From the first hello, Yukari Sakamoto’s enthusiasm for Japanese cuisine is evident. Her conversation is peppered with quips about umami bombs, the best sake and what to make in a donabe (earthenware pot).
“It’s fun helping people make connections, showing them places or things that may not be on their radar,” Sakamoto says. “It’s really satisfying.”
Although she’d had an interest in food since childhood, the Japanese American chef, sommelier, author and Tokyo tour guide’s adventurous culinary career really kicked off in 2000, when she enrolled at the International Culinary Center (ICC, formerly The French Culinary Institute) in New York City, with plans to open a wine bar. After graduation, she worked for a restaurant group just north of the World Trade Center until 9/11. Sakamoto realized that her friends and family, who were mostly in Japan, were what mattered most.
She began a job at Coco Farm & Winery in Tochigi Prefecture, immersing herself in the Japanese world of wine before becoming sommelier at the New York Grill in the five-star Park Hyatt Tokyo. Sakamoto loved everything except the late hours, so when a position at Takashimaya department store for a wine specialist popped up in 2004, she made her move.
“Retail, with its wrapping and gift-giving traditions, is a whole different aspect of Japanese food culture,” Sakamoto says of her work in the depachika (basement food market), where she became the first non-Japanese to become a shōchū advisor. “I’ve always enjoyed learning something new,” Sakamoto says. “So when Takashimaya asked if anyone wanted to learn another specialty, I knew no one else was talking about shōchū, and I thought ‘Why not?’”
Sake was already a hot topic, and Sakamoto’s hunch was that shōchū would be the next go-to beverage. Back in New York, she had led a few shōchū seminars for an import company targeting the restaurant industry and at the Japan Society for consumers. “It was very exciting as it was just starting to become popular,” she says. “There was not much opportunity to study shōchū, so I was happy to immerse myself in it.”
The text and lectures were in Japanese, so she partnered with a colleague studying for the wine certificate. Sakamoto helped her better understand the wine coursework, and she helped Sakamoto with the kanji in the shōchū textbook. The final test was a blind tasting and an examination. They both passed.
Department store staff also sent international tourists her way to translate and explain what they were seeing. “I helped so many customers and thought somebody should write a book to demystify the depachika, explain the seasonal ingredients and food etiquette. Then people could really get to know it,” she says.
In 2010, Sakamoto published “Food Sake Tokyo” as part of The Little Bookroom’s “The Terroir Guides.” A comprehensive primer of the city’s food scene, she covered depachika along with points of culinary interest such as Kappabashi, Tsukiji and Ningyocho to reveal the world of Japanese cuisine for an audience eager to devour it.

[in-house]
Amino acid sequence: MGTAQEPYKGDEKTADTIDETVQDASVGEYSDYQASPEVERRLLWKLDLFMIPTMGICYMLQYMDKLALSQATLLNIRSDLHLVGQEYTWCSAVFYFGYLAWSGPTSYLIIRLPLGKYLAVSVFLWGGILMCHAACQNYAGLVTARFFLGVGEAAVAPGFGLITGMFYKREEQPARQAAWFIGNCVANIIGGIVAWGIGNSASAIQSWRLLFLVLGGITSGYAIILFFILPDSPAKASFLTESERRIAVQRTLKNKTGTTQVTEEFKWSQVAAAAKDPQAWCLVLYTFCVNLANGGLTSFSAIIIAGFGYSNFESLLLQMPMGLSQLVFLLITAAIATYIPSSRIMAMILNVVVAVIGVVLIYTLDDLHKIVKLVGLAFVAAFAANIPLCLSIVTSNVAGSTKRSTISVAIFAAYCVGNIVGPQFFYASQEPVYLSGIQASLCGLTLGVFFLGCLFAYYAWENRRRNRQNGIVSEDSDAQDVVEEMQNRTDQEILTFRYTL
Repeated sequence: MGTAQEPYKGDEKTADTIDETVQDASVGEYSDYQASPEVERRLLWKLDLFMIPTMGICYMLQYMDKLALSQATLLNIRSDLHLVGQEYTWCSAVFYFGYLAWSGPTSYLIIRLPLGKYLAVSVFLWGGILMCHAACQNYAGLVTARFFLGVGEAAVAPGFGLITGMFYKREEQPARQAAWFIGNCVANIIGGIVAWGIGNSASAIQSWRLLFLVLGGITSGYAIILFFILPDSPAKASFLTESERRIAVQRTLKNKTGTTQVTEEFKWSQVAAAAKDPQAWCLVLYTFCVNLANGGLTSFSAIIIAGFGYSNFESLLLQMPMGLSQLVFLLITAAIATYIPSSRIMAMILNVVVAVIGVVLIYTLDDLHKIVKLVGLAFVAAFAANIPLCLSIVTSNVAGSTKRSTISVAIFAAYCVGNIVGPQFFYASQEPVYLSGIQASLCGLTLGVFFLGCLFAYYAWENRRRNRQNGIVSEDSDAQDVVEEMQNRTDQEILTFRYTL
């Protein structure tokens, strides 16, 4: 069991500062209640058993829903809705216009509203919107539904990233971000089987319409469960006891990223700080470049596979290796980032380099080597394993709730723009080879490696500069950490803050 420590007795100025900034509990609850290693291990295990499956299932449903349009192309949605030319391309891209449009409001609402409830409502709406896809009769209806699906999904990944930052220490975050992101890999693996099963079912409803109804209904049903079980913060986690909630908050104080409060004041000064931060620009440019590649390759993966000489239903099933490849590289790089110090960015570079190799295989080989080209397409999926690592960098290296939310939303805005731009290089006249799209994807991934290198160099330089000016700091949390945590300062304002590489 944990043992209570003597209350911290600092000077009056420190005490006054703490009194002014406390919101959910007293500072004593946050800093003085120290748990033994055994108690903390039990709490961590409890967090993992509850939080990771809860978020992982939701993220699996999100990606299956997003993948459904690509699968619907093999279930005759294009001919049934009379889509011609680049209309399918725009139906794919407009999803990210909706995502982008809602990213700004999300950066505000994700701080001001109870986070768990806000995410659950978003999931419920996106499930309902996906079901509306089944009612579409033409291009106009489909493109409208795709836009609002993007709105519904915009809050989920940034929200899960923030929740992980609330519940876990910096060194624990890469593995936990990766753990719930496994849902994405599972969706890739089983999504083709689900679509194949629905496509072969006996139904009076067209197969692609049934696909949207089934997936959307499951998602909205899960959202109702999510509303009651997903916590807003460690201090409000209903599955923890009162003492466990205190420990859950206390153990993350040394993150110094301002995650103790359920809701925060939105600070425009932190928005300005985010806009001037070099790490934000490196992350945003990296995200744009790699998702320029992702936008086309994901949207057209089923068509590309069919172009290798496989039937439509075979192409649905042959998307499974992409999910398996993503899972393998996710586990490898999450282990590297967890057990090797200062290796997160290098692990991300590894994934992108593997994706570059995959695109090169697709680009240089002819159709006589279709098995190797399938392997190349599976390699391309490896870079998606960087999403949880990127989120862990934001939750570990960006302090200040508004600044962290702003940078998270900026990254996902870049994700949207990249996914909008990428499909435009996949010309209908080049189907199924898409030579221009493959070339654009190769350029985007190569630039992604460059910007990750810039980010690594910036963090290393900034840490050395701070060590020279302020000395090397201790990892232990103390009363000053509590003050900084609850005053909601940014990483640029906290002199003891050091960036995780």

At the same time, Sakamoto was fielding requests from food writers, magazine editors and chefs to explore Tokyo’s culinary landscape. Some found her via the ICC, or her food column for Tokyo’s Metropolis magazine. The latter, she believes, led Food & Wine magazine to seek her out as its Tokyo stringer. “These really smart food people were crazy for Japanese food, but wanted a deeper understanding,” she says. “The food world in any city is very small, even in New York City, so if a chef or food writer said they were going to Tokyo, my name would come up. In those days, introductions were by word of mouth.”
Two years later, she and her husband, Shinji — a former buyer at Tsukiji fish market — decided to offer food tours. “As a new mother, I wanted control of our schedule,” Sakamoto says. “It was perfect because right then everybody wanted to come (to Japan).”
With her clients, who range from tourists to food professionals, farmers to film makers, Sakamoto shares new discoveries and the places and people she loves best. She takes pleasure in helping people connect something they see in a market or eat in a restaurant with a tradition or idea. While she hopes things will return to something like normal after the pandemic, she is starting to focus more on cooking at home and recipes. “It’s about removing barriers,” she says. “Teaching clients to cook Japanese food at home and then watching them recreate the dishes via Instagram or photos they send is so satisfying. They are having a great time, and I helped make that possible.”
For more information, visit foodsaketokyo.com. Women of Taste is a monthly series looking at notable female figures in Japan’s food industry.
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